I was recently trying to find a way to compute the KL-divergence between 2 populations that are normally distributed using the mean and variance of each population. But I found several different formulas and don't know which one to use exactly.

The first equation below from a research paper called "Endo A, Nagatani F, et al. (2006). Minimization method for balancing continuous prognostic variables between treatment and control groups using Kullback-Leibler divergence. Contemp Clin Trials 27 (5): 420-31."

KLD formula from research paper

The second equation is from another question: log(σ₂/σ₁) + ((σ₁² + (μ₁-μ₂)²)/(2*σ₂²)) - ½

Could someone help me clarify which equation is the correct one to use?


1 Answer 1


The KL divergence is an asymmetric measure. It can be symmetrized for two distributions $F$ and $G$ by averaging or summing it, as in

$$KLD(F,G) = KL(F,G) + KL(G,F).$$

Because the formula quoted in the question clearly is symmetric, we might hypothesize that it is such a symmetrized version. Let's check:

$$ \left(\log \frac{\sigma_2}{\sigma_1} + \frac{\sigma_1^2 + (\mu_1 - \mu_2)^2}{2 \sigma_2^2} - \frac{1}{2}\right) + \left(\log \frac{\sigma_1}{\sigma_2} + \frac{\sigma_2^2 + (\mu_2 - \mu_1)^2}{2 \sigma_1^2} - \frac{1}{2}\right)$$

$$=\left(\log(\sigma_2/\sigma_1) + \log(\sigma_1/\sigma_2)\right) + \frac{\sigma_1^2}{2\sigma_2^2} + \frac{\sigma_2^2}{2\sigma_1^2} + \left(\mu_1-\mu_2\right)^2\left(\frac{1}{2\sigma_2^2}+\frac{1}{2\sigma_1^2}\right) - 1$$

The logarithms obviously cancel, which is encouraging. The appearance of the factor $\left(\frac{1}{2\sigma_2^2}+\frac{1}{2\sigma_1^2}\right)$ multiplying the term with the means motivates us to introduce a similar sum of fractions in the first part of the expression, too, so we do so perforce, compensating for the two new terms (which are both equal to $1/2$) by subtracting them again and then collecting all multiples of this factor:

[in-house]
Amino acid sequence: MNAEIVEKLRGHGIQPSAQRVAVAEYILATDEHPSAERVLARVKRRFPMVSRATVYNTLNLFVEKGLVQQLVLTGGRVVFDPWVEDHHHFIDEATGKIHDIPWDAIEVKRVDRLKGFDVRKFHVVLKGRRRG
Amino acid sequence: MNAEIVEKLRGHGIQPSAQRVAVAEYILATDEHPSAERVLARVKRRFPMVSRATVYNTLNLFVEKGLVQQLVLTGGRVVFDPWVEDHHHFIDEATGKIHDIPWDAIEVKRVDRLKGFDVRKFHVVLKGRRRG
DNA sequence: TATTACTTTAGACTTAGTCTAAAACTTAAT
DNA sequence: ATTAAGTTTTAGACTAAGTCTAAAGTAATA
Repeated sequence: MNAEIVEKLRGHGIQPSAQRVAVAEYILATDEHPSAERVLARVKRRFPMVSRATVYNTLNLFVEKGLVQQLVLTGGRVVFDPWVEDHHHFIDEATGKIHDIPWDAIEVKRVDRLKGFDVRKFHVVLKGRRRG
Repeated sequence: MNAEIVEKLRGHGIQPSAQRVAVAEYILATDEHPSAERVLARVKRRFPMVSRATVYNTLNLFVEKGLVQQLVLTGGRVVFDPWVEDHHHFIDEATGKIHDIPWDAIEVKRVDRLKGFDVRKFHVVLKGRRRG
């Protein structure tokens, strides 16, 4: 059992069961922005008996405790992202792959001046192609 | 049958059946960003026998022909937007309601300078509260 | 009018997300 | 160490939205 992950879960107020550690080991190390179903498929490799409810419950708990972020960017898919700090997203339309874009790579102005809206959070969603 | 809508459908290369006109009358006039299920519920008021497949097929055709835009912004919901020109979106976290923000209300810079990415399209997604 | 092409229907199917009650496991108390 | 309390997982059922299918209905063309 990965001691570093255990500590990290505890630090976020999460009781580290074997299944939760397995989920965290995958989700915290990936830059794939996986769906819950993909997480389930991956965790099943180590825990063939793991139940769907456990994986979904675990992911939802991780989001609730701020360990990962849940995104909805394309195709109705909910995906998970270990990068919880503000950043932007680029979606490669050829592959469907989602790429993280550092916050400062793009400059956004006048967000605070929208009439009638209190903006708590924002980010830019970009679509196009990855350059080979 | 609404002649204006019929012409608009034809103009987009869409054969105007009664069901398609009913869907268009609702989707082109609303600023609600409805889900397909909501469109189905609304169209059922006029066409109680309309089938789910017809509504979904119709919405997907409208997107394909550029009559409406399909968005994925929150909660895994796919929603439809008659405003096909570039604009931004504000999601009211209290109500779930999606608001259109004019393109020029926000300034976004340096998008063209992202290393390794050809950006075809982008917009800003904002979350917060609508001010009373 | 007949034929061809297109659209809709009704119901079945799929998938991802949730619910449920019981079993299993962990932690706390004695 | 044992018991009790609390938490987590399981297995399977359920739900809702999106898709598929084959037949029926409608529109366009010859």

$$= 0 + \frac{\sigma_1^2}{2\sigma_2^2}+\left(\frac{\sigma_1^2}{2\sigma_1^2}-\frac{1}{2}\right) + \frac{\sigma_2^2}{2\sigma_1^2} + \left(\frac{\sigma_2^2}{2\sigma_2^2} - \frac{1}{2} \right)+ \cdots$$

$$= \left(\sigma_1^2 + \sigma_2^2\right)\left(\frac{1}{2\sigma_1^2} + \frac{1}{2\sigma_2^2}\right) - 1 + \left(\mu_1-\mu_2\right)^2\left(\frac{1}{2\sigma_2^2}+\frac{1}{2\sigma_1^2}\right) - 1$$

$$ = \frac{1}{2}\left(\left(\mu_1-\mu_2\right)^2 + \left(\sigma_1^2 + \sigma_2^2\right)\right)\left(\frac{1}{\sigma_2^2}+\frac{1}{\sigma_1^2}\right) - 2.$$

That's precisely the value found in the reference: it is the sum of the two KL divergences, also known as the symmetrized divergence.

  • $\begingroup$ This is very helpful but isn't that only valid if the mean and variance are assumed to be positive? $\endgroup$
    – skyde
    Commented Aug 1, 2013 at 17:14
  • 1
    $\begingroup$ No, there is no problem with negative means and variances are always positive. $\endgroup$
    – whuber
    Commented Aug 1, 2013 at 17:15

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